The Fatal Flaw in Loyalty Programs (And How to Minimize Damage)

demoted by starbucksLoyalty and rewards programs can be great motivators. When a business rewards the behavior they want from their customers – say, giving them a free coffee after they consume nine – they encourage that behavior. The most potent loyalty programs go beyond mere periodic freebies and confer status.

The masters of status-based loyalty are airline rewards programs. They not only offer benefits of great value, like free flights and free upgrades, they provide a major status incentive. Members are “gold,” “platinum” and so on depending on how many miles they rack up. These elite members conspicuously board airplanes ahead of the rabble, the passengers who merely paid for their tickets. These loyalty programs work, too – I encounter a lot of frequent flyers in my own travels, and they strive to move up the status ladder with their preferred airline, often at the price of less convenient flights.

When habits change
But, there’s a dark side to these programs. They reward those customers who are the heaviest users of the product, be it coffee or travel. But, sometimes, people change their habits. They change jobs and now find that a Panera is a more convenient coffee stop than Starbucks. Or they get promoted and spend less time as a road warrior consuming flights, hotel rooms, and rental cars.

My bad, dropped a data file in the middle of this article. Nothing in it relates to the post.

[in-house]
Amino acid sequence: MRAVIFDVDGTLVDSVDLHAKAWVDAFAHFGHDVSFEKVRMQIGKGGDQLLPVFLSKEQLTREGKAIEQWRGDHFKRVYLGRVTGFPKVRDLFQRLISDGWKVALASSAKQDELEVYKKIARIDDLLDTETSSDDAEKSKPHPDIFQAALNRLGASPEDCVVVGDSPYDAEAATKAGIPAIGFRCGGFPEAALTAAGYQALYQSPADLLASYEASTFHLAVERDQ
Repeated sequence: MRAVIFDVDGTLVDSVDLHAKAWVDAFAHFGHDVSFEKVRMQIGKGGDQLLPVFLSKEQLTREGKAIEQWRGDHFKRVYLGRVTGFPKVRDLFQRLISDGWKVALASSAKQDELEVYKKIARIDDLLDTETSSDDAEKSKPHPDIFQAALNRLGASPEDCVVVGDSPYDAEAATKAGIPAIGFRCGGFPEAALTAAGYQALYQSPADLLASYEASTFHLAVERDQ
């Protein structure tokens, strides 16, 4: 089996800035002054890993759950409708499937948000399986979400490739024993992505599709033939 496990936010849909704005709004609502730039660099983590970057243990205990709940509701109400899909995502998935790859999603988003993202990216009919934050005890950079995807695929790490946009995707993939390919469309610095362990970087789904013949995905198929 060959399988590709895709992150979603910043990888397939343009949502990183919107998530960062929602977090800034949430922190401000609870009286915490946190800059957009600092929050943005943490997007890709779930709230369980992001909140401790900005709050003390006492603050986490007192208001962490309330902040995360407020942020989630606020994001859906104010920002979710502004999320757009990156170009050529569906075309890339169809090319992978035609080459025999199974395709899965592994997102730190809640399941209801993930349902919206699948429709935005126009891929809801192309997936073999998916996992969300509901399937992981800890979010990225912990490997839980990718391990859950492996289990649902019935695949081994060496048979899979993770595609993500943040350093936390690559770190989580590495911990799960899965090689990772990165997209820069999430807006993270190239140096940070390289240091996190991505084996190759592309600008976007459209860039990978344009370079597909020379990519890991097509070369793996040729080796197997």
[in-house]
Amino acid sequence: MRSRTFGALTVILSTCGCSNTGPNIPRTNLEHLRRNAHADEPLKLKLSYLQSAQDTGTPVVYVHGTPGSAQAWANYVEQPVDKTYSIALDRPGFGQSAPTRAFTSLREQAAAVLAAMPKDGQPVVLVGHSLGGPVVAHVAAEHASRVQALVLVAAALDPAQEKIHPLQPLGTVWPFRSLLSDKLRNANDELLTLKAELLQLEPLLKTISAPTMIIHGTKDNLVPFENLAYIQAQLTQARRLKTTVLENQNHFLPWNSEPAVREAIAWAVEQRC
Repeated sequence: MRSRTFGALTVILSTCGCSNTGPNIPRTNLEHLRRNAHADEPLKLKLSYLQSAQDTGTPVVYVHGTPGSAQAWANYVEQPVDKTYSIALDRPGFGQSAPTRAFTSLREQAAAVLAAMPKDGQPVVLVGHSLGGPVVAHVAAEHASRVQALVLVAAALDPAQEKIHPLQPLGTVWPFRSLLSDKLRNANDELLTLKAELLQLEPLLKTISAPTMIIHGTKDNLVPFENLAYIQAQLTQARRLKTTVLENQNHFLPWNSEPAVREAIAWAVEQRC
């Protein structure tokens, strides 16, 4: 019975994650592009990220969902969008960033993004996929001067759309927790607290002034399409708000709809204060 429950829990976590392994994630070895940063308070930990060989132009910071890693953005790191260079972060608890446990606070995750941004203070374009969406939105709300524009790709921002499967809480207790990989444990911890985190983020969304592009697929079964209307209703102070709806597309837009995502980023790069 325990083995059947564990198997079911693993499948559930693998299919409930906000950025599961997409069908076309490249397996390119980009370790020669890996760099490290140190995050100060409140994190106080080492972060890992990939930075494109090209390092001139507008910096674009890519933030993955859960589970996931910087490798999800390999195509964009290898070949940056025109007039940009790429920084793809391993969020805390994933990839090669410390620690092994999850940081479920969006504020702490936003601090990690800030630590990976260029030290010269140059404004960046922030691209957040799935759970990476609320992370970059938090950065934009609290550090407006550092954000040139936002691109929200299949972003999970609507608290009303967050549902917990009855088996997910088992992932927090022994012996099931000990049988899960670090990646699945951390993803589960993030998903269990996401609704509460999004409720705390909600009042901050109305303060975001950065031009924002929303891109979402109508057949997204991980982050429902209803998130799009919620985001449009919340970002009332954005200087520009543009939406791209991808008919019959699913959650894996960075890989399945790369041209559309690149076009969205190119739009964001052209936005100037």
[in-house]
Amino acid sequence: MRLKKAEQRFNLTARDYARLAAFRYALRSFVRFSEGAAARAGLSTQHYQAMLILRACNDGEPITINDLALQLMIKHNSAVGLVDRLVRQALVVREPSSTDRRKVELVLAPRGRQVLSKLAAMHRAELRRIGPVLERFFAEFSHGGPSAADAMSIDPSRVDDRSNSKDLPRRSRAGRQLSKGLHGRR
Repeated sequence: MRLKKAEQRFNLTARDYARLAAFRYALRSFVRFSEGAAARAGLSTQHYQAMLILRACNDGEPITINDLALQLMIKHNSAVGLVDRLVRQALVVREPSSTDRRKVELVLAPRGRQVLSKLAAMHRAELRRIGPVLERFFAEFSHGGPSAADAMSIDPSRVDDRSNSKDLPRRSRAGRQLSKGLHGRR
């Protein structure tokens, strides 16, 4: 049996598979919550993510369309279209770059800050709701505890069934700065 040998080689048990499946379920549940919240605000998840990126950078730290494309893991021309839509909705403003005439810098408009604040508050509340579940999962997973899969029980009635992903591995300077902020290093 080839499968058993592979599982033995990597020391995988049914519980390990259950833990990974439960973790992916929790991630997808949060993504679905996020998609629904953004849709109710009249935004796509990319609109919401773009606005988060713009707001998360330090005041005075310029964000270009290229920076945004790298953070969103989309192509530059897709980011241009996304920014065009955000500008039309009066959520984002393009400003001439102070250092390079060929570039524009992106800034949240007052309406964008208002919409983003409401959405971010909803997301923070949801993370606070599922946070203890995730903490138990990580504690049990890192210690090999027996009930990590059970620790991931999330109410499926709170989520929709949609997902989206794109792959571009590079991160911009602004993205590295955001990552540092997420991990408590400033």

While this is a natural turn of events, each company needs to deal with the issue of reducing status and benefits for members who no longer make the grade. Particularly when the benefits are limited in availability and of significant value (like unsold first class airplane seats that can be awarded to frequent flyers), loyalty program operators have to be sure they are allocating those benefits to their best customers.

Your Brain Doesn’t Like Demotion
Several elements of human psychology make status reduction tricky. First, we know that fear of loss is a bigger motivator than anticipation of gain. Even if one rarely used the benefits of being a higher status member, losing them will have an emotional impact. Second, people place a higher value on things they have. This ownership effect will magnify the value of what is being taken away. Third, to the extent that the original increase in status made customers feel better about themselves, removing that status will predictably have the opposite effect.

I’ve written both here (Starbucks Loyalty Fail) and more recently at Forbes.com (Starbucks: Loyalty Program Misfire) about Starbucks’s unceremonious demotion of Gold Card holders. In their attempt to mimic the status appeal of airline programs, the coffee chain issues its best customers with a special card (gold, of course) that serves both as payment card and rewards tracker. It’s imprinted with the customer’s name, and confers benefits like free refills on brewed coffee as well as periodic free items.